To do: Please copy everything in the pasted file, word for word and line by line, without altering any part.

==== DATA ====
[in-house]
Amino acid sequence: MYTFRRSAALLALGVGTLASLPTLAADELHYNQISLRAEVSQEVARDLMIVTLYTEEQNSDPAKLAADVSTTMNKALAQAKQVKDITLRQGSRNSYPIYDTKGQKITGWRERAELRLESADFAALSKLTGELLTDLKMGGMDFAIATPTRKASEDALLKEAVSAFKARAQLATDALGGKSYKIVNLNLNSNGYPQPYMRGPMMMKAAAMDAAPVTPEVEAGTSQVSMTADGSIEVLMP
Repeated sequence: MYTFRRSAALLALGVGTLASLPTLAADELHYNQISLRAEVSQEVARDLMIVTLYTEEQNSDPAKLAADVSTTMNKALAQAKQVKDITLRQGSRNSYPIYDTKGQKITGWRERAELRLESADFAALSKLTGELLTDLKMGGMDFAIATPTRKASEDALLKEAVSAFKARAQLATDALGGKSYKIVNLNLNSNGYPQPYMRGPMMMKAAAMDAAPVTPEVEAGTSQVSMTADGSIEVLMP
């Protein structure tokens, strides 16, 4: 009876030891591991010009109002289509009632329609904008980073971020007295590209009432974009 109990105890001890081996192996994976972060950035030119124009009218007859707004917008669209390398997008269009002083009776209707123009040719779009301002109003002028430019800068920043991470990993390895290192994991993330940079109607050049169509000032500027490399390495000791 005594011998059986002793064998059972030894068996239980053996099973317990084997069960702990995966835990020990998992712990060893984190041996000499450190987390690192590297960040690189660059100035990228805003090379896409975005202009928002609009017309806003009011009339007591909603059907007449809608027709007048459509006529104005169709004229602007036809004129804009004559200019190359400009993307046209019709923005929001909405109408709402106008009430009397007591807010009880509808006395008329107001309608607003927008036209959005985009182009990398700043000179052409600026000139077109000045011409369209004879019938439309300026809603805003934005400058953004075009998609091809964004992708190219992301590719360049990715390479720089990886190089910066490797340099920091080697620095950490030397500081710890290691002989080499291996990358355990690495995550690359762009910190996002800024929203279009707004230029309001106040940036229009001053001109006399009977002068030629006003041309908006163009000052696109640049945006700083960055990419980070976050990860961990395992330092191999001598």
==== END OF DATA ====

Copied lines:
[in-house]
Amino acid sequence: MYTFRRSAALLALGVGTLASLPTLAADELHYNQISLRAEVSQEVARDLMIVTLYTEEQNSDPAKLAADVSTTMNKALAQAKQVKDITLRQGSRNSYPIYDTKGQKITGWRERAELRLESADFAALSKLTGELLTDLKMGGMDFAIATPTRKASEDALLKEAVSAFKARAQLATDALGGKSYKIVNLNLNSNGYPQPYMRGPMMMKAAAMDAAPVTPEVEAGTSQVSMTADGSIEVLMP
Repeated sequence: MYTFRRSAALLALGVGTLASLPTLAADELHYNQISLRAEVSQEVARDLMIVTLYTEEQNSDPAKLAADVSTTMNKALAQAKQVKDITLRQGSRNSYPIYDTKGQKITGWRERAELRLESADFAALSKLTGELLTDLKMGGMDFAIATPTRKASEDALLKEAVSAFKARAQLATDALGGKSYKIVNLNLNSNGYPQPYMRGPMMMKAAAMDAAPVTPEVEAGTSQVSMTADGSIEVLMP
């Protein structure tokens, strides 16, 4: 009876030891591991010009109002289509009632329609904008980073971020007295590209009432974009 109990105890001890081996192996994976972060950035030119124009009218007859707004917008669209390398997008269009002083009776209707123009040719779009301002109003002028430019800068920043991470990993390895290192994991993330940079109607050049169509000032500027490399390495000791 005594011998059986002793064998059972030894068996239980053996099973317990084997069960702990995966835990020990998992712990060893984190041996000499450190987390690192590297960040690189660059100035990228805003090379896409975005202009928002609009017309806003009011009339007591909603059907007449809608027709007048459509006529104005169709004229602007036809004129804009004559200019190359400009993307046209019709923005929001909405109408709402106008009430009397007591807010009880509808006395008329107001309608607003927008036209959005985009182009990398700043000179052409600026000139077109000045011409369209004879019938439309300026809603805003934005400058953004075009998609091809964004992708190219992301590719360049990715390479720089990886190089910066490797340099920091080697620095950490030397500081710890290691002989080499291996990358355990690495995550690359762009910190996002800024929203279009707004230029309001106040940036229009001053001109006399009977002068030629006003041309908006163009000052696109640049945006700083960055990419980070976050990860961990395992330092191999001598």